Last week, some older comments by Abercrombie & Fitch CEO Mike Jeffries got wide play in an article on Business Insider. In 2006, Jeffries admitted that his stores marketed to a certain demographic and that they didn’t want other people wearing their brand. He said “We go after the cool kids. We go after the attractive all-American kid with a great attitude and a lot of friends. A lot of people don’t belong [in our clothes], and they can’t belong. Are we exclusionary? Absolutely.” The Business Insider piece pointed out that A&F does not carry women’s sizes above a large or size 10 although they do have men’s clothes up to XXL. A&F’s gradual decline could be due to their unwillingness to serve plus-sized customers, which seems to be built in to their marketing policy.
Sites like Reddit ran with those comments and made memes out of them for a while, and Jeffries was bashed for sizeism, and to a lesser extent, racism. Former employees of A&F and their sister store, Hollister, claimed that only white, attractive young people were allowed to work the floor. This isn’t new for A&F, they’ve faced lawsuits over race and sex discrimination in hiring. This is a new PR crisis though, and they should handle it with humility. Only not so much. Jeffries issued a statement in response to this that makes it clear that he hasn’t changed his stance at all:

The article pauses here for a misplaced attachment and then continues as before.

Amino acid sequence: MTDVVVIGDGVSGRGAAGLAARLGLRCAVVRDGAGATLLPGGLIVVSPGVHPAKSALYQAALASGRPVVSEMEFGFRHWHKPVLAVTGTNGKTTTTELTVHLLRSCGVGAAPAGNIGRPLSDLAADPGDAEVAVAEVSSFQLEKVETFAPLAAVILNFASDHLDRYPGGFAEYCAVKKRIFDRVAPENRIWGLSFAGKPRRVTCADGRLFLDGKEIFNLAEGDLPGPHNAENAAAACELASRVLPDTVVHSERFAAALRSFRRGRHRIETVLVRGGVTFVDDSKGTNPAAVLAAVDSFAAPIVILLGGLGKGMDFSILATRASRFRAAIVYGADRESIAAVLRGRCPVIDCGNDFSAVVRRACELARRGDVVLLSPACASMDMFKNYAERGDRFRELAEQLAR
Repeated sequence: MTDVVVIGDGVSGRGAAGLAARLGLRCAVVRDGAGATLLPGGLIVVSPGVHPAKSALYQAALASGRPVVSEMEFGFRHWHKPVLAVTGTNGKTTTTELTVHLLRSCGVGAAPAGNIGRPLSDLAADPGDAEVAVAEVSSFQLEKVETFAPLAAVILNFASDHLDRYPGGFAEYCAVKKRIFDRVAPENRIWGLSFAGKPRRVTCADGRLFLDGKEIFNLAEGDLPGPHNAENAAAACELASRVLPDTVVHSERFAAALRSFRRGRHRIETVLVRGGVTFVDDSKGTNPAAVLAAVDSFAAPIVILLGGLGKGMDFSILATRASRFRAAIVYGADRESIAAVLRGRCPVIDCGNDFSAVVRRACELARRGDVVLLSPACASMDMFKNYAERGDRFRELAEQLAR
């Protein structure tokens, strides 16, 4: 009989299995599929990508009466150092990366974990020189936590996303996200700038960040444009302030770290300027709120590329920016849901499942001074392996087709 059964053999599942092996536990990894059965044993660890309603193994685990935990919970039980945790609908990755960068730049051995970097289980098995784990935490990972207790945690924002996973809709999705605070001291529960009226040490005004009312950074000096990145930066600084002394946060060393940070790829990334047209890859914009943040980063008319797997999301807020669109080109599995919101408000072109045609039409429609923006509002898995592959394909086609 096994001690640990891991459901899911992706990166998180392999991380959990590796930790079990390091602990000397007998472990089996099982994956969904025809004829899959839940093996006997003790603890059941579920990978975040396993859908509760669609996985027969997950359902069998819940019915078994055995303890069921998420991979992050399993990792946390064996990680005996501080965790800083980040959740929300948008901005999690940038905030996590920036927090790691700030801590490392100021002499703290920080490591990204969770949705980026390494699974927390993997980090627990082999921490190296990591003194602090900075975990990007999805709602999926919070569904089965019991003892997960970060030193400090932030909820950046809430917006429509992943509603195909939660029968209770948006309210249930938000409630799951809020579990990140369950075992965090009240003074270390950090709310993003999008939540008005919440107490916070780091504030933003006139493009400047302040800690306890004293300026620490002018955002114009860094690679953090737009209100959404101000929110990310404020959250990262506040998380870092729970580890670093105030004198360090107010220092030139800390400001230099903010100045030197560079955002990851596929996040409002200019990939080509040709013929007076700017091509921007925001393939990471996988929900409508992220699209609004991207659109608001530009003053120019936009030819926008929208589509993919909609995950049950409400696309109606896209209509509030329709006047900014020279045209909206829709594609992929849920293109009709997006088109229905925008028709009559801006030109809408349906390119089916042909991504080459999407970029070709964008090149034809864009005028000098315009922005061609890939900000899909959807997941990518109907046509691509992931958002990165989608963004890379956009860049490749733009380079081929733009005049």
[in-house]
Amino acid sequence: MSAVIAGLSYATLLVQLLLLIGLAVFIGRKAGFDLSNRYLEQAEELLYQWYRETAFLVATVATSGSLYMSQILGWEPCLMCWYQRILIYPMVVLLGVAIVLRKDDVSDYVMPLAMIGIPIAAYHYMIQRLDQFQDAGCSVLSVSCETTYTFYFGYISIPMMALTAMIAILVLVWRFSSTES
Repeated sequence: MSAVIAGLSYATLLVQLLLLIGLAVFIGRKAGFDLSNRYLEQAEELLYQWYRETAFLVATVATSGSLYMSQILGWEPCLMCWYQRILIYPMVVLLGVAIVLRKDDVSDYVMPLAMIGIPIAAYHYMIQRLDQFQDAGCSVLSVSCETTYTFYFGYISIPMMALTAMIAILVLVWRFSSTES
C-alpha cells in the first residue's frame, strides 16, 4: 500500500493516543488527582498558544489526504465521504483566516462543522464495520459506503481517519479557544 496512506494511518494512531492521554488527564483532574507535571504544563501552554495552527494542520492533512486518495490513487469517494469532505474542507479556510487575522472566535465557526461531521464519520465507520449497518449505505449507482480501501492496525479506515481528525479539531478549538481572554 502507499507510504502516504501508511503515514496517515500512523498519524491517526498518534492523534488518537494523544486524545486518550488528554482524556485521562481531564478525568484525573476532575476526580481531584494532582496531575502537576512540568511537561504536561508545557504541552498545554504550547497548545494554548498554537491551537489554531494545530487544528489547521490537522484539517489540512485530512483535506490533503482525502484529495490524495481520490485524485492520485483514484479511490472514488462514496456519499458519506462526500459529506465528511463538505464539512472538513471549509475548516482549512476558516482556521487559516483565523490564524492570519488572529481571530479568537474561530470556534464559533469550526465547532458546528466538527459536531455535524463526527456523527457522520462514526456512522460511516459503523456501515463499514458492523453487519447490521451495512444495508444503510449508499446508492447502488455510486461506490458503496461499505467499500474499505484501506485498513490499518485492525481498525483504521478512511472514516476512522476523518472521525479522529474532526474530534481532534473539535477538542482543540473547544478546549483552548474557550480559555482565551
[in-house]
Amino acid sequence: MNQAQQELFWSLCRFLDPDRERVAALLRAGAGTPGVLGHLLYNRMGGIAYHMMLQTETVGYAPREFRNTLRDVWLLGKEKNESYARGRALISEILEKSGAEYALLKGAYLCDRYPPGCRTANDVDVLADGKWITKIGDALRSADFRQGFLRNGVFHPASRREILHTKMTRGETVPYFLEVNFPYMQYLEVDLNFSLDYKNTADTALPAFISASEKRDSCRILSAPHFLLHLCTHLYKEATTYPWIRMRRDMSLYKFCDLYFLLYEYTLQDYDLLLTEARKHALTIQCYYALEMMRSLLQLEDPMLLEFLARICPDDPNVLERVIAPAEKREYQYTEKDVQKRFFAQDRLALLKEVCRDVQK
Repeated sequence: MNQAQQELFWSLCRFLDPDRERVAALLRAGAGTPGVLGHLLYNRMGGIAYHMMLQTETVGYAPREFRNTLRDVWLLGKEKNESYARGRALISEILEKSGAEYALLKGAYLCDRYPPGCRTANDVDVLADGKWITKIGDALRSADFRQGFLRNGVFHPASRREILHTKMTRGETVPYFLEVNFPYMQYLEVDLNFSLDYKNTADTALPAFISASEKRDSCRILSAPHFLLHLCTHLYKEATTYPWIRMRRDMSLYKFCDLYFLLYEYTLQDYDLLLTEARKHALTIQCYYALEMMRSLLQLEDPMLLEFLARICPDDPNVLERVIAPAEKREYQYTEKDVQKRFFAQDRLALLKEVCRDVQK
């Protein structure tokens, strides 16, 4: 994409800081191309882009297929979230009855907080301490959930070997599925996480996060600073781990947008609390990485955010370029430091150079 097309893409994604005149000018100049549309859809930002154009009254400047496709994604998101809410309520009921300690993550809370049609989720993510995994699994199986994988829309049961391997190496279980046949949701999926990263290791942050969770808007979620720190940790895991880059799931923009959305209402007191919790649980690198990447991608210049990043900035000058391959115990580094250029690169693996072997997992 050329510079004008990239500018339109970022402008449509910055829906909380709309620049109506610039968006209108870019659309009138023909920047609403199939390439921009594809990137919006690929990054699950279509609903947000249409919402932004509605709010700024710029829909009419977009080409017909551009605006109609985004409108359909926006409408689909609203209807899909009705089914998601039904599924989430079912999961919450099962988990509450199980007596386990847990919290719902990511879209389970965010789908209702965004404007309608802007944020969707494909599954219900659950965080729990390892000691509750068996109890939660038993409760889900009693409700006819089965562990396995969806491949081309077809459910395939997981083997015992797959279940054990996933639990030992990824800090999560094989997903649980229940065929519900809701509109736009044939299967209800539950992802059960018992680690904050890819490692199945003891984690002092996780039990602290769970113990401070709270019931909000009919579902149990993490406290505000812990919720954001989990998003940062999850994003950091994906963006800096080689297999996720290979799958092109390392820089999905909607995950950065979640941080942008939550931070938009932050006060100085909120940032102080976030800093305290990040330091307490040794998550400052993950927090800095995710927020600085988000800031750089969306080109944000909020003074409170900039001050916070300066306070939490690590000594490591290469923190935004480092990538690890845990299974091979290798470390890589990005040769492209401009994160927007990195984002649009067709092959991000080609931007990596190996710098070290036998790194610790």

“I want to address some of my comments that have been circulating from a 2006 interview. While I believe this 7 year old, resurrected quote has been taken out of context, I sincerely regret that my choice of words was interpreted in a manner that has caused offense.
“A&F is an aspirational brand that, like most specialty apparel brands, targets its marketing at a particular segment of customers. However, we care about the broader communities in which we operate and are strongly committed to diversity and inclusion. We hire good people who share these values.
“We are completely opposed to any discrimination, bullying, derogatory characterizations or other anti-social behavior based on race, gender, body type or other individual characteristics.”
He comes across as haughty and clueless as he did in the earlier interview seven years ago, but at least he’s trying. There’s no self awareness in this statement. There’s no acknowledgment that they’ve made mistakes and need to change. Plus he didn’t address the main controversy at all. The issue was over the fact that A&F doesn’t offer clothes for larger customers by design. They do it on purpose so only the “cool [white] kids” will be seen in their brand. He basically said the same thing here, they’re not changing that policy. They “care” about the “broader” (lol!) communities and they’re not going to admit that they only hire the most attractive young staff to work in their stores. They have to say this because they paid out millions in a class action lawsuit. Abercrombie & Fitch is opposed to discrimination and “derogatory characterizations” because they were busted carrying t-shirt designs which were racist. They have to say that too. Nothing in this statement makes me ever want to support this company.